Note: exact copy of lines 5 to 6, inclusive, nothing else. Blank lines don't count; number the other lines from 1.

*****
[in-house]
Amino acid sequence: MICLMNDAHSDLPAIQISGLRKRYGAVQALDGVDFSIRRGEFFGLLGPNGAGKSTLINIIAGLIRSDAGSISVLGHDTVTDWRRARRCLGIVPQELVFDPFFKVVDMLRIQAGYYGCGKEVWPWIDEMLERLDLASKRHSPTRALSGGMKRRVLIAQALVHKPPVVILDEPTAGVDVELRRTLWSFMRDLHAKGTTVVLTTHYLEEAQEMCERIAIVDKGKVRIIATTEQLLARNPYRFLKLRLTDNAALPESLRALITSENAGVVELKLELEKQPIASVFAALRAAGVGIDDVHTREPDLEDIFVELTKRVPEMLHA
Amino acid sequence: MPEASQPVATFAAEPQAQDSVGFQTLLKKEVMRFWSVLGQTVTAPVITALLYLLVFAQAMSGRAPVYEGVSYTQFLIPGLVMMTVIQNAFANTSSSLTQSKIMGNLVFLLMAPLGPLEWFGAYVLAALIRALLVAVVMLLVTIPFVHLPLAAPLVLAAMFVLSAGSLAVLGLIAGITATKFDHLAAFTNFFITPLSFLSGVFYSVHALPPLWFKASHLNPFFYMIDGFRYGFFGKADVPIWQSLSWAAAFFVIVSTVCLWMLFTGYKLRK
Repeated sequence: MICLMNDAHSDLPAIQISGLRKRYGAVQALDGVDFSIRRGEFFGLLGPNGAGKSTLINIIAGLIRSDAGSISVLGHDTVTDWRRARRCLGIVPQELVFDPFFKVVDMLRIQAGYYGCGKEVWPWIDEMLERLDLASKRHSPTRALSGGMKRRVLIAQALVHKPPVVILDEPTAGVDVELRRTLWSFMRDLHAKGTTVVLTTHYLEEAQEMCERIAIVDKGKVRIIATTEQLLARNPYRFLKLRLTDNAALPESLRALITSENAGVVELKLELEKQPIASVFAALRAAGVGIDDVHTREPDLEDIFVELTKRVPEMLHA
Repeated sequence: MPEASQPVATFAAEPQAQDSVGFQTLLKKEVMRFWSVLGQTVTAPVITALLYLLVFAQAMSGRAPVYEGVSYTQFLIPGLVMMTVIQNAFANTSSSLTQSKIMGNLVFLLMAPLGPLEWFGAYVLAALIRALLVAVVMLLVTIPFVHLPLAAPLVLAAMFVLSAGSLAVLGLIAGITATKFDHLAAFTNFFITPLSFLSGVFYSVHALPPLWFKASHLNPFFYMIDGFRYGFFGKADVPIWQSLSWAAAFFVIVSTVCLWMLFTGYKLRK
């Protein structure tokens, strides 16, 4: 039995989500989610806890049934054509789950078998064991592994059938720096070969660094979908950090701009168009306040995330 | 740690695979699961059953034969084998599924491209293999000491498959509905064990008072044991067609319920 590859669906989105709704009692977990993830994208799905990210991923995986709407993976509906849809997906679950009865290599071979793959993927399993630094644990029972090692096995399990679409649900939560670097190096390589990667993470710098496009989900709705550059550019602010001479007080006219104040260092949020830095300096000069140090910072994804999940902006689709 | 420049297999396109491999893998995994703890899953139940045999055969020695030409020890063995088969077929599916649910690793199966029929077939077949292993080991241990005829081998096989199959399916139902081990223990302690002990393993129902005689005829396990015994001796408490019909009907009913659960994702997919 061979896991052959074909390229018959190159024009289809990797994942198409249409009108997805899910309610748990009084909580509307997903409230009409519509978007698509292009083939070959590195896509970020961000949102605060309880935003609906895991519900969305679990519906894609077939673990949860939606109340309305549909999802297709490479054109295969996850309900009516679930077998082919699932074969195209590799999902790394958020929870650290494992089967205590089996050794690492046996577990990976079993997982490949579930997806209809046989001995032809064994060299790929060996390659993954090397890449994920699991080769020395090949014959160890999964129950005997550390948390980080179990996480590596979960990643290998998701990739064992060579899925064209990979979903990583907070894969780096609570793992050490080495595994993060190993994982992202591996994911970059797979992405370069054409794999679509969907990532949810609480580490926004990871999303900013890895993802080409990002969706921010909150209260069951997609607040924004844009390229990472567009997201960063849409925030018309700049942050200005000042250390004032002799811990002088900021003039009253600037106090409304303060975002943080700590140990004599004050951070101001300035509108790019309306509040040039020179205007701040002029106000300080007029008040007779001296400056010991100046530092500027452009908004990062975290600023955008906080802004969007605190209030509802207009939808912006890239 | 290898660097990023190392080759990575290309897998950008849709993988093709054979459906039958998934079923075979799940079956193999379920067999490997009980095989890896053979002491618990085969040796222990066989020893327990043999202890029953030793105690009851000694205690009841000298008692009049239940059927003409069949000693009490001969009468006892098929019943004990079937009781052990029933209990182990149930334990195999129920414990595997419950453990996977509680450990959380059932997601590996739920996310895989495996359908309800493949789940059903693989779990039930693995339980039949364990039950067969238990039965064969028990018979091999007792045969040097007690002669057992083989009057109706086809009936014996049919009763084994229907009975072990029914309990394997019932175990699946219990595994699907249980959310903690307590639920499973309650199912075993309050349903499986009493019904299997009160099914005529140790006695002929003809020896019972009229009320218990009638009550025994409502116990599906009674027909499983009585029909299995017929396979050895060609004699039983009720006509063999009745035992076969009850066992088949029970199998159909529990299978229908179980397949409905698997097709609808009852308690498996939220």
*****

Repeated sequence: MPEASQPVATFAAEPQAQDSVGFQTLLKKEVMRFWSVLGQTVTAPVITALLYLLVFAQAMSGRAPVYEGVSYTQFLIPGLVMMTVIQNAFANTSSSLTQSKIMGNLVFLLMAPLGPLEWFGAYVLAALIRALLVAVVMLLVTIPFVHLPLAAPLVLAAMFVLSAGSLAVLGLIAGITATKFDHLAAFTNFFITPLSFLSGVFYSVHALPPLWFKASHLNPFFYMIDGFRYGFFGKADVPIWQSLSWAAAFFVIVSTVCLWMLFTGYKLRK
């Protein structure tokens, strides 16, 4: 039995989500989610806890049934054509789950078998064991592994059938720096070969660094979908950090701009168009306040995330 | 740690695979699961059953034969084998599924491209293999000491498959509905064990008072044991067609319920 590859669906989105709704009692977990993830994208799905990210991923995986709407993976509906849809997906679950009865290599071979793959993927399993630094644990029972090692096995399990679409649900939560670097190096390589990667993470710098496009989900709705550059550019602010001479007080006219104040260092949020830095300096000069140090910072994804999940902006689709 | 420049297999396109491999893998995994703890899953139940045999055969020695030409020890063995088969077929599916649910690793199966029929077939077949292993080991241990005829081998096989199959399916139902081990223990302690002990393993129902005689005829396990015994001796408490019909009907009913659960994702997919 061979896991052959074909390229018959190159024009289809990797994942198409249409009108997805899910309610748990009084909580509307997903409230009409519509978007698509292009083939070959590195896509970020961000949102605060309880935003609906895991519900969305679990519906894609077939673990949860939606109340309305549909999802297709490479054109295969996850309900009516679930077998082919699932074969195209590799999902790394958020929870650290494992089967205590089996050794690492046996577990990976079993997982490949579930997806209809046989001995032809064994060299790929060996390659993954090397890449994920699991080769020395090949014959160890999964129950005997550390948390980080179990996480590596979960990643290998998701990739064992060579899925064209990979979903990583907070894969780096609570793992050490080495595994993060190993994982992202591996994911970059797979992405370069054409794999679509969907990532949810609480580490926004990871999303900013890895993802080409990002969706921010909150209260069951997609607040924004844009390229990472567009997201960063849409925030018309700049942050200005000042250390004032002799811990002088900021003039009253600037106090409304303060975002943080700590140990004599004050951070101001300035509108790019309306509040040039020179205007701040002029106000300080007029008040007779001296400056010991100046530092500027452009908004990062975290600023955008906080802004969007605190209030509802207009939808912006890239 | 290898660097990023190392080759990575290309897998950008849709993988093709054979459906039958998934079923075979799940079956193999379920067999490997009980095989890896053979002491618990085969040796222990066989020893327990043999202890029953030793105690009851000694205690009841000298008692009049239940059927003409069949000693009490001969009468006892098929019943004990079937009781052990029933209990182990149930334990195999129920414990595997419950453990996977509680450990959380059932997601590996739920996310895989495996359908309800493949789940059903693989779990039930693995339980039949364990039950067969238990039965064969028990018979091999007792045969040097007690002669057992083989009057109706086809009936014996049919009763084994229907009975072990029914309990394997019932175990699946219990595994699907249980959310903690307590639920499973309650199912075993309050349903499986009493019904299997009160099914005529140790006695002929003809020896019972009229009320218990009638009550025994409502116990599906009674027909499983009585029909299995017929396979050895060609004699039983009720006509063999009745035992076969009850066992088949029970199998159909529990299978229908179980397949409905698997097709609808009852308690498996939220």